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Cultivating The Next Generation Of School Leaders

One of the Bloomberg administration’s first big education policy moves was to create a fast-track principal training program that in its early years recruited heavily from outside the school system. Now, in the administration’s final year, that program — which drew fierce criticism and produced mixed results — is smaller and the Department of Education is investing in programs to develop potential principals from within the city’s teaching corps. Here, the department’s chief academic officer explains why the department is looking inside itself for future school leaders.

On a Wednesday afternoon late last month, Serapha Cruz, the principal of the Bronx School of Young Leaders, was in her building on Tremont Avenue, meeting with teacher teams and preparing for the following day.

And yet, in a way, she was also at West Prep Academy, on the Upper West Side of Manhattan; Bronx Park Middle School, in Bronxwood; and the Urban Assembly School of Civic Engagement, in the Throgs Neck section of the Bronx. The leaders of these three other schools all served as staff members or principals-in-training under Cruz — a dynamic principal who has worked relentlessly with her team to turn around her school — before becoming principals themselves.

Throughout New York City’s public schools, many more prospective principals are in the leadership pipeline. They come from Cruz’s school — she has an aspiring principal interning this year with her, and I met two of Cruz’s current teachers that Wednesday afternoon at the kick-off event for the inaugural cohort of the Teacher Leadership Program — and from schools across the city.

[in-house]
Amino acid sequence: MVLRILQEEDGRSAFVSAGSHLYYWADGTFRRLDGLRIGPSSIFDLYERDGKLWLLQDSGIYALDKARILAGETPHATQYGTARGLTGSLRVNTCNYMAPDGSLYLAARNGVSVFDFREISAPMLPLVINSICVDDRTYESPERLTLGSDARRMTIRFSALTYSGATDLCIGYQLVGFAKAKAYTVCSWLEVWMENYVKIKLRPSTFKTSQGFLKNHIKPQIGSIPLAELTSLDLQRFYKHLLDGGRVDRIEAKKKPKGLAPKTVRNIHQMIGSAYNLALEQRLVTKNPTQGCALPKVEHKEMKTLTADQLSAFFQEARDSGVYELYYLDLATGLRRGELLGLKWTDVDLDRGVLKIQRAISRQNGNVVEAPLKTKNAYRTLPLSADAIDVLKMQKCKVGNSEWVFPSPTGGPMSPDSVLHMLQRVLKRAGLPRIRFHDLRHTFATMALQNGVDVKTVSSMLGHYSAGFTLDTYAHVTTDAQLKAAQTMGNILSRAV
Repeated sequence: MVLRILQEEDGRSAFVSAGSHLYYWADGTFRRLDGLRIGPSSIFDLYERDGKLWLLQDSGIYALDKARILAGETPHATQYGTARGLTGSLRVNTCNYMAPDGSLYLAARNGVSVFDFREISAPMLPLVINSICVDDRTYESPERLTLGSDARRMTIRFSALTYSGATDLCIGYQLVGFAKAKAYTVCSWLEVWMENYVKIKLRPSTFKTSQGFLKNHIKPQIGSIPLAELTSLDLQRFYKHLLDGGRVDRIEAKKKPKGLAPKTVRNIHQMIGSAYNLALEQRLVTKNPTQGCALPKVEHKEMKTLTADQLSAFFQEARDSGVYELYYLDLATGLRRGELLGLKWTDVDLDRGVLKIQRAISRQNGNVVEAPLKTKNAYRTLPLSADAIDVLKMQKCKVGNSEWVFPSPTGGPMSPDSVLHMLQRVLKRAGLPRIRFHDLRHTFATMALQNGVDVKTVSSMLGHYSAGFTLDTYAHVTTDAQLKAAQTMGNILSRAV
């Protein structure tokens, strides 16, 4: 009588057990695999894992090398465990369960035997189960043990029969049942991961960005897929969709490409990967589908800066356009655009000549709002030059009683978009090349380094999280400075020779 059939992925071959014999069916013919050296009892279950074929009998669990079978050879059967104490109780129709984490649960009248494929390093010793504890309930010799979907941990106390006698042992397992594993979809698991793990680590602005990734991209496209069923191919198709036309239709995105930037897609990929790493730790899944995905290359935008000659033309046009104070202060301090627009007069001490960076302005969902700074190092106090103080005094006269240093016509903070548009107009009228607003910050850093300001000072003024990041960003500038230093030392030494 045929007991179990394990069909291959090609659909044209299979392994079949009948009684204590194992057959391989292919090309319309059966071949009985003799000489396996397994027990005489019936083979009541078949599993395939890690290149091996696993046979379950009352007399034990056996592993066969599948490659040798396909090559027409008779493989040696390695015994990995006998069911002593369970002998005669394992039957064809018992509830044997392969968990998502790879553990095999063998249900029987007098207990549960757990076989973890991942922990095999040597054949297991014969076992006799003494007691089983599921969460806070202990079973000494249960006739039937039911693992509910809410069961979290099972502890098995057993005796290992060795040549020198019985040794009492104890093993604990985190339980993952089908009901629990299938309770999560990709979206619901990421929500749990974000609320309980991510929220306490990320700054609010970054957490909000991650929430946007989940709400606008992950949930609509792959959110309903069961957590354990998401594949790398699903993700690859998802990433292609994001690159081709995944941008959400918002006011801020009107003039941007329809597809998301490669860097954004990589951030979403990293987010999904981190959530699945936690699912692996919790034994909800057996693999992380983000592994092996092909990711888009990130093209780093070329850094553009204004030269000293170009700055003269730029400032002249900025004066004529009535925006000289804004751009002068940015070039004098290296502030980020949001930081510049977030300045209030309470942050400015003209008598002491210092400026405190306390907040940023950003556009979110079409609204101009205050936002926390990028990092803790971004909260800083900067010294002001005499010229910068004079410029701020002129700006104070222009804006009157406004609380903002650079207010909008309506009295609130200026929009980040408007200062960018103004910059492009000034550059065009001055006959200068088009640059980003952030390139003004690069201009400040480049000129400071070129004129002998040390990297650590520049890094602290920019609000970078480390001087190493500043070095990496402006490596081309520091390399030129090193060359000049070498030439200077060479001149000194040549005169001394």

In recognition of the critical role the school leader plays in determining a school’s success, the department has long offered potential school leaders several options for principal preparation programs, which typically provide intensive support in the year immediately before an apprentice becomes a principal. More recently, in order to increase the supply of high-quality candidates for the roughly 150 principal positions we must fill each year, the department has launched several initiatives aimed at developing the leadership capacity of our most effective teachers. By engaging strong educators early in their careers, we can cultivate their leadership skills as they take their first steps toward school leadership.

Take TLP as an example. The program is targeted at teachers already serving in leadership roles — such as department chair — and convening them regularly through a series of workshops led by strong principals and other leaders. Between sessions, back in their schools, teacher leaders will practice observing classrooms and providing feedback to improve their colleagues’ practice. They will evaluate instructional materials for alignment to the Common Core standards. And they will lead teams of fellow teachers to examine their students’ work, guiding discussions about how to adjust teaching in response to student needs.